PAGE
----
Attorney General Xavier Becerra is challenging a recent federal court decision barring Proposition 65 cancer warnings for glyphosate-based herbicides.
The judge in the case called it misleading to consumers for the state to list the ingredient under the disclosure law, as well as a violation of First Amendment rights for Monsanto. He ruled that the warning was not “purely factual and uncontroversial.”
Becerra filed a notice of appeal for the lawsuit. He intends to argue that the First Amendment does not bar the State from requiring companies to inform Californians before exposing them to a chemical which an authoritative body, such as IARC, has classified as both an animal carcinogen and a probable human carcinogen. This is precisely the kind of information the voters wanted when they adopted Proposition 65 more than thirty years ago.
"We won’t let pesticide producers sweep the dangers of cancer-causing pesticides under the rug,” said Becerra. He cited a finding from the International Agency for Research on Cancer, which is a part of the World Health Organization and not a regulatory body.
The National Association of Wheat Growers (NAWG) disagrees. NAWG led a coalition of top agriculture groups from across the country in a federal lawsuit against the State of California to prevent private parties from being forced to mislabel food made from agricultural products that may have been treated with glyphosate as a carcinogen under California’s Prop 65.
"Used by many wheat farmers and widely among agriculture, the herbicide glyphosate is a safe, effective, economical, and environmentally benign product approved for use in agricultural crop applications in the United States," noted Dave Milligan, president of the National Association of Wheat Growers, in a recent opinion piece.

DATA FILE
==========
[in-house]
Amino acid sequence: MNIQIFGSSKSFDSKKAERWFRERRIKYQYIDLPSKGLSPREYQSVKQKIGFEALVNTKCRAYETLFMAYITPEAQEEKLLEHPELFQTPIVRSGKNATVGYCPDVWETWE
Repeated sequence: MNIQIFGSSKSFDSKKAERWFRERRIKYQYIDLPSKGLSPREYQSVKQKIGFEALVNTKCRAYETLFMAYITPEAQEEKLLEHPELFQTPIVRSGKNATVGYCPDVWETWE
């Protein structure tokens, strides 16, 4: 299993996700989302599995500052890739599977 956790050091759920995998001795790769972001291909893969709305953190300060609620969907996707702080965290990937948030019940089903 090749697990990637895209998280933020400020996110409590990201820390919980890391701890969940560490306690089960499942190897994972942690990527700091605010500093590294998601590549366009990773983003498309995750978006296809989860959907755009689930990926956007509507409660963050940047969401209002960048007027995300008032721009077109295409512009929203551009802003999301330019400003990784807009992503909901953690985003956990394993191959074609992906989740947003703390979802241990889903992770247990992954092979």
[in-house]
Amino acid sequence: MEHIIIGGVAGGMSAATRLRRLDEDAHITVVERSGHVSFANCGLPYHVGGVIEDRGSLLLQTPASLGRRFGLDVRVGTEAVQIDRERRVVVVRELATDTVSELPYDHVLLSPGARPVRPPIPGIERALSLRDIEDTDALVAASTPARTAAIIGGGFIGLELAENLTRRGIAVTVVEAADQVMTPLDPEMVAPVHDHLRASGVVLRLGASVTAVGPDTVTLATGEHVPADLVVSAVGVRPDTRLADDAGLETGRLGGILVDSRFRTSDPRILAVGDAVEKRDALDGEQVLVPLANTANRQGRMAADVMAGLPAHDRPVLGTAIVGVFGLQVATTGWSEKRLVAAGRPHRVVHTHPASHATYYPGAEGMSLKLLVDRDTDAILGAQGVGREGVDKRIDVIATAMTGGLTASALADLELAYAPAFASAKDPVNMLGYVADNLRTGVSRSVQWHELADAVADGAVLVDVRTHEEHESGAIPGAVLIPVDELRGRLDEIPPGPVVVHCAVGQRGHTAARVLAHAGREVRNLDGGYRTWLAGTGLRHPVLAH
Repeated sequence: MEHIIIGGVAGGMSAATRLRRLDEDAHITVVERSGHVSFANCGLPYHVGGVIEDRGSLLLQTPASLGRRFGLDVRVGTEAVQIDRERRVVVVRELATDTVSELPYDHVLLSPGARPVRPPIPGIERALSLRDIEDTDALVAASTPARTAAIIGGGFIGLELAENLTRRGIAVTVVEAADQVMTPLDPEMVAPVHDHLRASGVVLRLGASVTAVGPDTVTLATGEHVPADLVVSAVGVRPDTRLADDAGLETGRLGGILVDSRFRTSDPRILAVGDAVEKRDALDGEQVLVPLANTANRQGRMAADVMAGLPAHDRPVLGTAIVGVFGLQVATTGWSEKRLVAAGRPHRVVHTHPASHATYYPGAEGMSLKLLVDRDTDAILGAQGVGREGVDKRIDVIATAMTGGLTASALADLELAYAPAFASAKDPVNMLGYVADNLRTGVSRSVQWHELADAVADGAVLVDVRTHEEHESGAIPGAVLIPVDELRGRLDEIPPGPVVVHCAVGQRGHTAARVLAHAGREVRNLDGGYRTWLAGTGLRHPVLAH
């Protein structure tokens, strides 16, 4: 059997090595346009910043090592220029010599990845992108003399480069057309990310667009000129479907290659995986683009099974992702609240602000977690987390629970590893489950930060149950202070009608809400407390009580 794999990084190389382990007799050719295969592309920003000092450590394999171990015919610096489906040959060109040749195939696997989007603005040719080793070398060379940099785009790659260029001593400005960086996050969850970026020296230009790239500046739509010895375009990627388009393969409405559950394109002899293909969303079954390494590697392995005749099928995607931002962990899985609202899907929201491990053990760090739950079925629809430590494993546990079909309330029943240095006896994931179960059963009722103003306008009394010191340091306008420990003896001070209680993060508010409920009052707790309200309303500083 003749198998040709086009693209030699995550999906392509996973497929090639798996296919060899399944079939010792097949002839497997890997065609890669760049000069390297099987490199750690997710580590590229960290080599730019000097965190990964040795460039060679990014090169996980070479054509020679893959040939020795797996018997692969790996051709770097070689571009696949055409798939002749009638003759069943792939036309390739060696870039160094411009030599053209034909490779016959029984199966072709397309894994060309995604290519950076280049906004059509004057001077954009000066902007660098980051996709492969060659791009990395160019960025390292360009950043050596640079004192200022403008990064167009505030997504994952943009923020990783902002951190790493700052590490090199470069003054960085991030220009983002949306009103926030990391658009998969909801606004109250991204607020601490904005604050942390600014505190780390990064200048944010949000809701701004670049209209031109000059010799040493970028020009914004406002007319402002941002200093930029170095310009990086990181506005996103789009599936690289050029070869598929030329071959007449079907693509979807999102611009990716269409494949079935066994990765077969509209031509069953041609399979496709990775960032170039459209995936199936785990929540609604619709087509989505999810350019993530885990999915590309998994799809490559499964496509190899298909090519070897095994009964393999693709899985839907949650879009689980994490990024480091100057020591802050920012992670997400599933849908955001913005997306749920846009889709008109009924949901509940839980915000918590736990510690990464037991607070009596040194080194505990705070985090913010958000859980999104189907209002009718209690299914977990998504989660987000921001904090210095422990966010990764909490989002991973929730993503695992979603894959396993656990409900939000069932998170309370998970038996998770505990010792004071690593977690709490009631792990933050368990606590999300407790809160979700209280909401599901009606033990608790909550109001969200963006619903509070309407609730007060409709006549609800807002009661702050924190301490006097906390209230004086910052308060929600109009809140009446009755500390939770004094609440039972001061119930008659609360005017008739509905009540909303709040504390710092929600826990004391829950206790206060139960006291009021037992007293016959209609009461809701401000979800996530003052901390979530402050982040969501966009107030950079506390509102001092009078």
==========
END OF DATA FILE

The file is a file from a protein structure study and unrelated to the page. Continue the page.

On June 22, 2020, the Eastern District of California sided with the Coalition, "citing science and facts as the main reason for its decision and ruling that Prop 65’s warning label requirement for chemicals known to the state of California to cause cancer, as applied to glyphosate, violates the First Amendment to the United States Constitution," Milligan said.
Prop 65’s labeling requirement would have effectively required any product to carry a warning stating that the product contains a chemical known to California to cause cancer under Prop 65.
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"In fact the worldwide regulatory consensus is that glyphosate is not carcinogenic," Milligan emphasized. "Farmers, food producers, and businesses up and down the food chain could have faced civil penalties of up to $2,500 per day per violation for failure to provide the Prop 65 warning. Farmers’ livelihoods were in jeopardy from a blatantly flawed regulation, so our leaders decided to act."
At each stage in the litigation, the presiding judge, William Shubb of the U.S. District Court for the Eastern District of California, recognized that “virtually all…government agencies and health organizations that have reviewed studies on [glyphosate] have found there was no evidence that it caused cancer," Milligan said.
"On June 22, 2020, Judge Shubb issued summary judgment and a permanent injunction enjoining the warning requirement as applied to glyphosate, finding that “the heavy weight of evidence in the record is that glyphosate is not known to cause cancer” and that therefore the First Amendment prohibits California from requiring glyphosate-containing products to be so labeled. It is a notable victory for a multitude of reasons, and demonstrates that laws and regulations that are arbitrary or that ignore facts and scientific data must fail, and that an agriculture coalition defending farmers’ use of legally registered and scientifically reviewed crop protection tools can compel this just result through proper use of the legal system."
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